Wendy Babcock was a pillar for marginalized people in her community.
Despite her struggles in life, including an abusive childhood and becoming a sex worker at age 15, she went on to attend Osgoode Hall Law School.
She died last week at age 32, but her legacy will live on, says MaryKay MacVicar, a supervisor at Street Health in Toronto who worked with Babcock.
“She had such a devotion to the people in this community that she worked with. And these folks really struggle with really complex health and social issues.”
As a harm reduction worker at Street Health, Babcock helped people turn their lives around. And as a former sex worker, Babcock became an advocate for sex workers’ rights and used her experience to educate women and provide them with support.
Among her many accomplishments, MacVicar says Babcock did outreach work on the streets; ran a women’s drop-in centre in partnership with the Regent Park Community Health Centre; helped start the Safer Stroll Project, a peer-based program that aims to create a safer environment for women in the sex trade; educated other social service organizations about the stigma frequently experienced by sex workers; and worked with the Toronto Police Service’s sex crimes unit.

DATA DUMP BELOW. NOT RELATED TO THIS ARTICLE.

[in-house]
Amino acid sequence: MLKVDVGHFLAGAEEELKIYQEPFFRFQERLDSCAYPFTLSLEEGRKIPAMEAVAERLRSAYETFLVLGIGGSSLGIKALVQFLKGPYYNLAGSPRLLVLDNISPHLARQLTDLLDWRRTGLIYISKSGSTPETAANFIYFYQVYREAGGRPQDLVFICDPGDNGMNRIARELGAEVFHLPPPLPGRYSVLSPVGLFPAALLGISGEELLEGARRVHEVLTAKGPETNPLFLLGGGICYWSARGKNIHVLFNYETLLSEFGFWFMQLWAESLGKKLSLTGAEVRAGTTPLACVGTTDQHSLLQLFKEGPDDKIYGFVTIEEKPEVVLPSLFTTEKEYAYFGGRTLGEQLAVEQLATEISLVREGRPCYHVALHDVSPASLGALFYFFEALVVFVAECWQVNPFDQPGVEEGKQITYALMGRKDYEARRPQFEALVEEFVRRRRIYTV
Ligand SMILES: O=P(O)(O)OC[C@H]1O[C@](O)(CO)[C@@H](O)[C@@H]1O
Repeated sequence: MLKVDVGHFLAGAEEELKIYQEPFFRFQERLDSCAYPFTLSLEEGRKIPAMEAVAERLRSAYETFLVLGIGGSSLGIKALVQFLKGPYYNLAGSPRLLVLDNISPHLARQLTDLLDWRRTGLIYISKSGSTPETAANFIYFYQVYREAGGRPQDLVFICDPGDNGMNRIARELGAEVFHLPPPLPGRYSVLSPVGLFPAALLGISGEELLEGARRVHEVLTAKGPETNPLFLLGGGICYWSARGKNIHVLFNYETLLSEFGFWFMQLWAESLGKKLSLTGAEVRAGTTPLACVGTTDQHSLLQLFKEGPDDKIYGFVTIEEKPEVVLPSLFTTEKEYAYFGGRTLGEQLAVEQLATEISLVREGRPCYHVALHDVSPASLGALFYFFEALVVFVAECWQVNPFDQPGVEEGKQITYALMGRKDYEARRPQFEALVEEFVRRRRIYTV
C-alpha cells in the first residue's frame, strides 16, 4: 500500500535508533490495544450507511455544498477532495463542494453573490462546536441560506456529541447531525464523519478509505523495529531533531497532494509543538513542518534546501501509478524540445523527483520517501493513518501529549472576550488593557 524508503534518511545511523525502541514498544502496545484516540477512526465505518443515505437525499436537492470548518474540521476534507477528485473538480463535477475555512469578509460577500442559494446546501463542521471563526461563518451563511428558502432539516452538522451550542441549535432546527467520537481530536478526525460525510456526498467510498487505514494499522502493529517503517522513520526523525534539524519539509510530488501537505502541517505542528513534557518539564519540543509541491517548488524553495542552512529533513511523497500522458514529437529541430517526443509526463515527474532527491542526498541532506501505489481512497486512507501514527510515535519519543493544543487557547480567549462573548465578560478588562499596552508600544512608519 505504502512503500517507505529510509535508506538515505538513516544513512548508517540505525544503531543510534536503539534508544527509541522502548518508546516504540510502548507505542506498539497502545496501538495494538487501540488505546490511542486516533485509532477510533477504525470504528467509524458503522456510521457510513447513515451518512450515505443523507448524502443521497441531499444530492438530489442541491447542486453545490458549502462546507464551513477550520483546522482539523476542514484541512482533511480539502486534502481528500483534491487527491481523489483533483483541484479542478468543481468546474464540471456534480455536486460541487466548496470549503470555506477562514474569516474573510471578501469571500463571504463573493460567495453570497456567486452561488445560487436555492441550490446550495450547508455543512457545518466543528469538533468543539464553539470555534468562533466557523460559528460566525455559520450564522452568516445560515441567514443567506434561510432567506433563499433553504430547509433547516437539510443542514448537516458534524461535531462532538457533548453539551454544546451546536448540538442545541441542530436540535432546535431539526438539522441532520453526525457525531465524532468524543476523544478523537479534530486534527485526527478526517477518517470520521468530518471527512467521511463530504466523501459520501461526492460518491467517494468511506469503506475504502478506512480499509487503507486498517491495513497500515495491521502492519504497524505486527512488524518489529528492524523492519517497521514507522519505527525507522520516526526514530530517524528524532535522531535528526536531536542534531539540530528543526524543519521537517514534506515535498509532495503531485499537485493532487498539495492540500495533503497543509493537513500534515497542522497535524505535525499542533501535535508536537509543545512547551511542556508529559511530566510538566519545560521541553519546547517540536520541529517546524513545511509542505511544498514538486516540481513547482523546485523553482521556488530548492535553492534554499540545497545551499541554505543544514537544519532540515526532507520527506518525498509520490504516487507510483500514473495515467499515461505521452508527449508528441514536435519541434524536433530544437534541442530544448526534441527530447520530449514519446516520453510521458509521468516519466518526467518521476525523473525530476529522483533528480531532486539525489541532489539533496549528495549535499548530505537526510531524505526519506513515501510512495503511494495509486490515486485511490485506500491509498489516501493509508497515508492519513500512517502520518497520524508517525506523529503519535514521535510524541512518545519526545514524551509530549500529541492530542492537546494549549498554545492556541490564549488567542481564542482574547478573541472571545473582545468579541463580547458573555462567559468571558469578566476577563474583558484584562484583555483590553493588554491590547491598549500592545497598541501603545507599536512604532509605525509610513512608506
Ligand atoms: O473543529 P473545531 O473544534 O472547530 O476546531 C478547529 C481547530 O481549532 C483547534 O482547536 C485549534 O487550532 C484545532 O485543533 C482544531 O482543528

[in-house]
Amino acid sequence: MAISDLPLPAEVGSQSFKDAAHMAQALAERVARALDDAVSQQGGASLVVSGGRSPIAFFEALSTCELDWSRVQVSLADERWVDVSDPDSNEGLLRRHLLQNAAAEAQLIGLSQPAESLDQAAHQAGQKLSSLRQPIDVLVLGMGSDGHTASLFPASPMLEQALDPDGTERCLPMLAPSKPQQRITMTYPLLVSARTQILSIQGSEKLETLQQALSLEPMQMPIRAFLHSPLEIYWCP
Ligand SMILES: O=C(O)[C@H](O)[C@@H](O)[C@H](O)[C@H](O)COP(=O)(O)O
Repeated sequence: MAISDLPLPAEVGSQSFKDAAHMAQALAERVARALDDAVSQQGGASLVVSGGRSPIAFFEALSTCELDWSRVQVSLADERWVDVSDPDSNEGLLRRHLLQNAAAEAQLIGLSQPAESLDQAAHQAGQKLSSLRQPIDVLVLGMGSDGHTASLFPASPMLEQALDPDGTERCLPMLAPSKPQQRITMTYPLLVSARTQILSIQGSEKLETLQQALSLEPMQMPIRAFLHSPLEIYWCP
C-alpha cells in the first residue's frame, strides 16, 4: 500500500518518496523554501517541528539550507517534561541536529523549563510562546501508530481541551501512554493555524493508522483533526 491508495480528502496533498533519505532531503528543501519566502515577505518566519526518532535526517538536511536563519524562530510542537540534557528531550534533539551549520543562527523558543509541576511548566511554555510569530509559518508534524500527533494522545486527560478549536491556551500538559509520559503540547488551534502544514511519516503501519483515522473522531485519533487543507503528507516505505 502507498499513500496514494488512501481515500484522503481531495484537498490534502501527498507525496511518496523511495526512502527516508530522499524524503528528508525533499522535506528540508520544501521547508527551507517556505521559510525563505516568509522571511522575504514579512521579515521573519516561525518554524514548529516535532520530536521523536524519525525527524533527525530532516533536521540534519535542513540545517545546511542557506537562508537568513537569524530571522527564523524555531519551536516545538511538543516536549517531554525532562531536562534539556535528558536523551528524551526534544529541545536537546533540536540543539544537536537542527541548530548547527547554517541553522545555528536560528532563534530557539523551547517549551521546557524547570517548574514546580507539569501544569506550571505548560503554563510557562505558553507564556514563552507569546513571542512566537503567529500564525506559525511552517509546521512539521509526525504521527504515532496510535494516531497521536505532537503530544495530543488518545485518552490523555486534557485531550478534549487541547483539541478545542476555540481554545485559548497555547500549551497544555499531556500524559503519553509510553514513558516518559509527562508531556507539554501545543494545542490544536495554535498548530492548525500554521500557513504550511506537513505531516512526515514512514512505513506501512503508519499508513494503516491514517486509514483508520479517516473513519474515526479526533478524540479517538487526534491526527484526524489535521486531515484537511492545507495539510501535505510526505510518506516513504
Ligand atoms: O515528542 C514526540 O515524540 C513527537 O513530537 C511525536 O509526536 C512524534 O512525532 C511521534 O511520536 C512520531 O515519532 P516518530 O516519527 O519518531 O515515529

Babcock also testified in the court challenge to Canada’s prostitution laws put forward by Alan Young, an Osgoode professor and lawyer.
MacVicar says she encouraged Babcock to go to law school because she was “a powerful advocate.” She believes Babcock wanted to become a lawyer so she could advocate for marginalized people.
“I think of the one brilliant legacies that she’s given us is the opportunity for so many of those people to be able to see themselves differently because of her example,” says MacVicar. “She inspired people to get into peer work, to think about themselves in a different light, and recognize possibilities.”
Marty Thompson, a former crack cocaine addict, attended recovery meetings that Babcock and others led at Street Health. He says Babcock inspired him to go to college. “I was 47 years old and I didn’t know what to do with my life. Wendy was one of those people who said, ‘Marty, you can do it.’”
Thompson continues: “These people like Wendy, these people are those grassroots, frontline people who have been there and did it. . . . Wendy was a person who believed in me more than I was believing in myself. . . . She was an encouragement to everybody.”
The Toronto Star reported that Babcock was found dead in her apartment on Aug. 9. A police spokesperson told the Star that foul play wasn’t suspected and that she had struggled with mental-health issues.